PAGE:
|Volume: 01, Issue: 18||12/03/2003|
Dreaming of a Red ChristmasThe European Space Agency's (ESA) Mars Express probe is scheduled to arrive at Mars at Christmas: the Beagle 2 lander is expected to touch down on the surface of the Red Planet during the night of Dec. 24 and 25.
Launched June 2, 2003 from Baikonur (Kazakhstan) onboard a Russian Soyuz operated by Starsem, the European probeóbuilt for ESA by a European team of industrial companies led by Astriumócarries seven scientific instruments that will perform a series of remote-sensing experiments designed to shed new light on the Martian atmosphere, structure and geology. In particular, the British-made Beagle 2 lander will contribute to the search for traces of life on Mars through exobiology experiments and geochemistry research.
Onboard Mars Express, tests have been run to check that the instruments are functioning correctly. Mars Express has successfully come through its first power test on the whole spacecraft after the gigantic solar flare on Oct. 28. Since Nov. 17 the onboard software has been "frozen" after several updates, and the spacecraft is now quietly proceeding to its destination.
Before even entering into Martian orbit to perform its mission, Mars Express has to face another challenge: safely delivering the Beagle 2 lander to its destination. This task, starting on Dec. 19, will not be without risk. First of all, to deliver the lander where planned, Mars Express has been put on a collision course with Mars, since Beagle 2 does not have a propulsion system of its own and must therefore be carried precisely to its destination. This means that after separation, Mars Express has to veer away quickly to avoid crashing onto the planet.
During the cruise, Beagle 2 will take its power from the mother spacecraft, Mars Express. After separation and until its solar arrays are fully deployed on the surface, Beagle 2 must rely on its own battery, which cannot last beyond 6 days. So, like a caring parent, Mars Express must release Beagle 2 at the last possible moment to ensure that the lander has enough power for the rest of its journey to the surface.
Only then can Mars Express change its orientation and rapidly fire the thrusters to get away from the collision course and enter into orbit around Mars. This will be the first time that an orbiter delivers a lander without its own propulsion onto a planet and attempts orbit insertion immediately afterwards.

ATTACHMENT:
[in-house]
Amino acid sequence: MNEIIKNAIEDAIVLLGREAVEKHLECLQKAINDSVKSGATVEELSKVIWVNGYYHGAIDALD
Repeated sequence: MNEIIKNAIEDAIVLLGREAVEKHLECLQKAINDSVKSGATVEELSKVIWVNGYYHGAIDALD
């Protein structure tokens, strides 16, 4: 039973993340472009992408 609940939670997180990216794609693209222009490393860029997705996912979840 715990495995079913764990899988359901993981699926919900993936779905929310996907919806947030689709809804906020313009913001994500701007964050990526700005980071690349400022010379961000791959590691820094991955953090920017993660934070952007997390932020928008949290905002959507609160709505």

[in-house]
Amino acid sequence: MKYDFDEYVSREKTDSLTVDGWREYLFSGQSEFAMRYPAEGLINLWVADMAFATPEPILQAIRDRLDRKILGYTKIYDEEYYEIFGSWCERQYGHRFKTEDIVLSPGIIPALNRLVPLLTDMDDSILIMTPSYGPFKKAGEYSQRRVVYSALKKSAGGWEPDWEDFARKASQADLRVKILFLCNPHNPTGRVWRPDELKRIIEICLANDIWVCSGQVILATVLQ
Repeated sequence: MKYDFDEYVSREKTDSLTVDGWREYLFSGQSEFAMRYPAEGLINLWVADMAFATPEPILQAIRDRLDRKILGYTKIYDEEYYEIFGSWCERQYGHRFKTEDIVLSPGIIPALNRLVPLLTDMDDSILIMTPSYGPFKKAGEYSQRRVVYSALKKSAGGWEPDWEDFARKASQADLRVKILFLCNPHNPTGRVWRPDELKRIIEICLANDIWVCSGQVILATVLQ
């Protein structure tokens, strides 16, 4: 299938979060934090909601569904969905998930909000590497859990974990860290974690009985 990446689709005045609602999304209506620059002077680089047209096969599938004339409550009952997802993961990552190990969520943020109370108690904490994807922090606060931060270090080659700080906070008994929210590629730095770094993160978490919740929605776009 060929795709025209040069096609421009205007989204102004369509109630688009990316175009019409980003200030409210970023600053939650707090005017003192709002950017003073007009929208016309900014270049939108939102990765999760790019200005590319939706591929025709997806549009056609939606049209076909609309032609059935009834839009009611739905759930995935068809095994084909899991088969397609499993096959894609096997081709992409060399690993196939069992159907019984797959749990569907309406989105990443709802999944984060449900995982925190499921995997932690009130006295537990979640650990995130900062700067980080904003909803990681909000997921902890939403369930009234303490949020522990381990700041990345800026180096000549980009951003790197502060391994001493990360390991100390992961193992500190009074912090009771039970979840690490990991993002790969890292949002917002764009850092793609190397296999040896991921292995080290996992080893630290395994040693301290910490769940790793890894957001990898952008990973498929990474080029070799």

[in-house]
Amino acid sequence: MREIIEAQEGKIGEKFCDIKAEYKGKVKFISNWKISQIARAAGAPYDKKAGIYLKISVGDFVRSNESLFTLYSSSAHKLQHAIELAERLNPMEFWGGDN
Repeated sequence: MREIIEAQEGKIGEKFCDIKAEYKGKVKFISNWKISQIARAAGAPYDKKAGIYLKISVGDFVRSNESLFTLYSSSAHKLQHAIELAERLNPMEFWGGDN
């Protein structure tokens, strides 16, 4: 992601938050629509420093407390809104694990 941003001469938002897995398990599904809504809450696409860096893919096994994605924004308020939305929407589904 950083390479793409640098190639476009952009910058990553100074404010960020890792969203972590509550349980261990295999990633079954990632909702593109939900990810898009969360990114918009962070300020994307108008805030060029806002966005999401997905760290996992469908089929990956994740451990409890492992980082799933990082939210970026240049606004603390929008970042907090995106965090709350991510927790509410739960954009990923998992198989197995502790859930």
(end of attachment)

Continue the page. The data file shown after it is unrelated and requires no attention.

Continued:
Since all these maneuvers are time-critical and allow little margin of error, the ground control team has had to simulate all possible scenarios (including glitches and problems, onboard and on the ground) to make sure nothing is left to chance.
The team has been training since September in a realistic setting, using the same computers and equipment that will be employed during this mission phase. Although the real spacecraft cannot be directly involved, its behavior is simulated via a sophisticated computer program, using the actual flight software. These rehearsals, each lasting a day or more, cover all possible situations, from the failure of an onboard instrument to the outbreak of a fire in the control room.
ESA's ground control team at ESOC, on the other hand, are extremely busy. They are actively rehearsing responses to any situation that might arise when Mars Express releases Beagle 2 and enters into orbit around Mars.
"The Mars Express mission is pushing the operations staff to extremes," said Gaele Winters, ESA Director of Technical and Operational Support. "Over the years, the experience acquired with experimental missions has provided a solid basis on which to prepare for the unexpected. The satellite controllers will rise to this new challenge."
For more information and an Advent calendar style countdown to the Martian touchdown, visit:
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